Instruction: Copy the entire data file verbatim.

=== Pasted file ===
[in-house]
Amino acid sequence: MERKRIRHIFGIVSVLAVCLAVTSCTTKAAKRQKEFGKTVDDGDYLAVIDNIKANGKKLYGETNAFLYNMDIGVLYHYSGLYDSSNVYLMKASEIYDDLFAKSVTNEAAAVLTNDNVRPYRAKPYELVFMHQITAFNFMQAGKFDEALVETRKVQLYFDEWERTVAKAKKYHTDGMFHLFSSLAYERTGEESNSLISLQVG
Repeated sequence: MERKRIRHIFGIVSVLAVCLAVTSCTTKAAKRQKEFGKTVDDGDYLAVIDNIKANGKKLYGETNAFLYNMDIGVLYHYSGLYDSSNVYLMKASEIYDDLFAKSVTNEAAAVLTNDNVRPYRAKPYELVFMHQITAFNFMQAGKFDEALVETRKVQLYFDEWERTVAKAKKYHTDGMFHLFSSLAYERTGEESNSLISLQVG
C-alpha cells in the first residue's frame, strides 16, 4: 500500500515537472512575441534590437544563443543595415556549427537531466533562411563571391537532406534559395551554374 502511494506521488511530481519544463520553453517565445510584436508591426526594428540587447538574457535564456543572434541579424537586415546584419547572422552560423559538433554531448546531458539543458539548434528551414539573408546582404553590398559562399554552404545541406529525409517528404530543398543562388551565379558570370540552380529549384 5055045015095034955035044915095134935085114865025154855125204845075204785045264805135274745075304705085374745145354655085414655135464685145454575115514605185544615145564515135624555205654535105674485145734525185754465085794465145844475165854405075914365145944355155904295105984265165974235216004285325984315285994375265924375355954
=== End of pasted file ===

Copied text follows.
[in-house]
Amino acid sequence: MERKRIRHIFGIVSVLAVCLAVTSCTTKAAKRQKEFGKTVDDGDYLAVIDNIKANGKKLYGETNAFLYNMDIGVLYHYSGLYDSSNVYLMKASEIYDDLFAKSVTNEAAAVLTNDNVRPYRAKPYELVFMHQITAFNFMQAGKFDEALVETRKVQLYFDEWERTVAKAKKYHTDGMFHLFSSLAYERTGEESNSLISLQVG
Repeated sequence: MERKRIRHIFGIVSVLAVCLAVTSCTTKAAKRQKEFGKTVDDGDYLAVIDNIKANGKKLYGETNAFLYNMDIGVLYHYSGLYDSSNVYLMKASEIYDDLFAKSVTNEAAAVLTNDNVRPYRAKPYELVFMHQITAFNFMQAGKFDEALVETRKVQLYFDEWERTVAKAKKYHTDGMFHLFSSLAYERTGEESNSLISLQVG
C-alpha cells in the first residue's frame, strides 16, 4: 500500500515537472512575441534590437544563443543595415556549427537531466533562411563571391537532406534559395551554374 502511494506521488511530481519544463520553453517565445510584436508591426526594428540587447538574457535564456543572434541579424537586415546584419547572422552560423559538433554531448546531458539543458539548434528551414539573408546582404553590398559562399554552404545541406529525409517528404530543398543562388551565379558570370540552380529549384 5055045015095034955035044915095134935085114865025154855125204845075204785045264805135274745075304705085374745145354655085414655135464685145454575115514605185544615145564515135624555205654535105674485145734525185754465085794465145844475165854405075914365145944355155904295105984265165974235216004285325984315285994375265924375355954